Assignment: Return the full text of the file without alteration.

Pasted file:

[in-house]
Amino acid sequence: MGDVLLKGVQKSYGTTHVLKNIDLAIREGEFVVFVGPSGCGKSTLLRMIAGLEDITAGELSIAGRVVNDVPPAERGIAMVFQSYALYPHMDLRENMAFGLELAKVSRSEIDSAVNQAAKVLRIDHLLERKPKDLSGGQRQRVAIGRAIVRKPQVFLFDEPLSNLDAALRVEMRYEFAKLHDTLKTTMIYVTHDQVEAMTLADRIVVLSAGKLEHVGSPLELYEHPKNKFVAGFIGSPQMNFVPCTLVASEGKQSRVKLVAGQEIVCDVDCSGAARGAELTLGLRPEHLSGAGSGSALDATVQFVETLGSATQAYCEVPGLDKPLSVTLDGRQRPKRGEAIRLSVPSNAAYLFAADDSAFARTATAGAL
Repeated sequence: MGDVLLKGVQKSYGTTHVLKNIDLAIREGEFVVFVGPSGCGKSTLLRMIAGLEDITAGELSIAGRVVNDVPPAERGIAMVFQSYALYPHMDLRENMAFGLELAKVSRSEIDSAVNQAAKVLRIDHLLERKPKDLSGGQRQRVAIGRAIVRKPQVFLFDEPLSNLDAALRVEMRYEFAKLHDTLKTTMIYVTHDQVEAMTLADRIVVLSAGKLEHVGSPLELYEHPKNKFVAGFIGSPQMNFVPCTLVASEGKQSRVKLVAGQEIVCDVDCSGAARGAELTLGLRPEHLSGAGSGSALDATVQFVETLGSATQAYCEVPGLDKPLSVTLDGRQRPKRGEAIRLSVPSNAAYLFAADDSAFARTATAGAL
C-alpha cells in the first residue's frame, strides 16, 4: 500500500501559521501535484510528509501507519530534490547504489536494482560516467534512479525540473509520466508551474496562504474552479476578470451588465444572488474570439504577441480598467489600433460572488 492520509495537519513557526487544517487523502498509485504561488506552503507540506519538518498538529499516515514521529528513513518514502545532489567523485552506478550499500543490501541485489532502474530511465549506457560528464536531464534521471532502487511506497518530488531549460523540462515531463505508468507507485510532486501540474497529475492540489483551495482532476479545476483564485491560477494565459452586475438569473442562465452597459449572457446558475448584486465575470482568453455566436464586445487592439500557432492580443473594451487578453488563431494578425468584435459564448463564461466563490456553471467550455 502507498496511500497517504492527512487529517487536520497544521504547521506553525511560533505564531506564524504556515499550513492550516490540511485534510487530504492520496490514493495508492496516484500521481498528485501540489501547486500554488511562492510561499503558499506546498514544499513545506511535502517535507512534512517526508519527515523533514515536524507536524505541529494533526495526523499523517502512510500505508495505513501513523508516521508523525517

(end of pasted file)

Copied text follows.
[in-house]
Amino acid sequence: MGDVLLKGVQKSYGTTHVLKNIDLAIREGEFVVFVGPSGCGKSTLLRMIAGLEDITAGELSIAGRVVNDVPPAERGIAMVFQSYALYPHMDLRENMAFGLELAKVSRSEIDSAVNQAAKVLRIDHLLERKPKDLSGGQRQRVAIGRAIVRKPQVFLFDEPLSNLDAALRVEMRYEFAKLHDTLKTTMIYVTHDQVEAMTLADRIVVLSAGKLEHVGSPLELYEHPKNKFVAGFIGSPQMNFVPCTLVASEGKQSRVKLVAGQEIVCDVDCSGAARGAELTLGLRPEHLSGAGSGSALDATVQFVETLGSATQAYCEVPGLDKPLSVTLDGRQRPKRGEAIRLSVPSNAAYLFAADDSAFARTATAGAL
Repeated sequence: MGDVLLKGVQKSYGTTHVLKNIDLAIREGEFVVFVGPSGCGKSTLLRMIAGLEDITAGELSIAGRVVNDVPPAERGIAMVFQSYALYPHMDLRENMAFGLELAKVSRSEIDSAVNQAAKVLRIDHLLERKPKDLSGGQRQRVAIGRAIVRKPQVFLFDEPLSNLDAALRVEMRYEFAKLHDTLKTTMIYVTHDQVEAMTLADRIVVLSAGKLEHVGSPLELYEHPKNKFVAGFIGSPQMNFVPCTLVASEGKQSRVKLVAGQEIVCDVDCSGAARGAELTLGLRPEHLSGAGSGSALDATVQFVETLGSATQAYCEVPGLDKPLSVTLDGRQRPKRGEAIRLSVPSNAAYLFAADDSAFARTATAGAL
C-alpha cells in the first residue's frame, strides 16, 4: 500500500501559521501535484510528509501507519530534490547504489536494482560516467534512479525540473509520466508551474496562504474552479476578470451588465444572488474570439504577441480598467489600433460572488 492520509495537519513557526487544517487523502498509485504561488506552503507540506519538518498538529499516515514521529528513513518514502545532489567523485552506478550499500543490501541485489532502474530511465549506457560528464536531464534521471532502487511506497518530488531549460523540462515531463505508468507507485510532486501540474497529475492540489483551495482532476479545476483564485491560477494565459452586475438569473442562465452597459449572457446558475448584486465575470482568453455566436464586445487592439500557432492580443473594451487578453488563431494578425468584435459564448463564461466563490456553471467550455 502507498496511500497517504492527512487529517487536520497544521504547521506553525511560533505564531506564524504556515499550513492550516490540511485534510487530504492520496490514493495508492496516484500521481498528485501540489501547486500554488511562492510561499503558499506546498514544499513545506511535502517535507512534512517526508519527515523533514515536524507536524505541529494533526495526523499523517502512510500505508495505513501513523508516521508523525517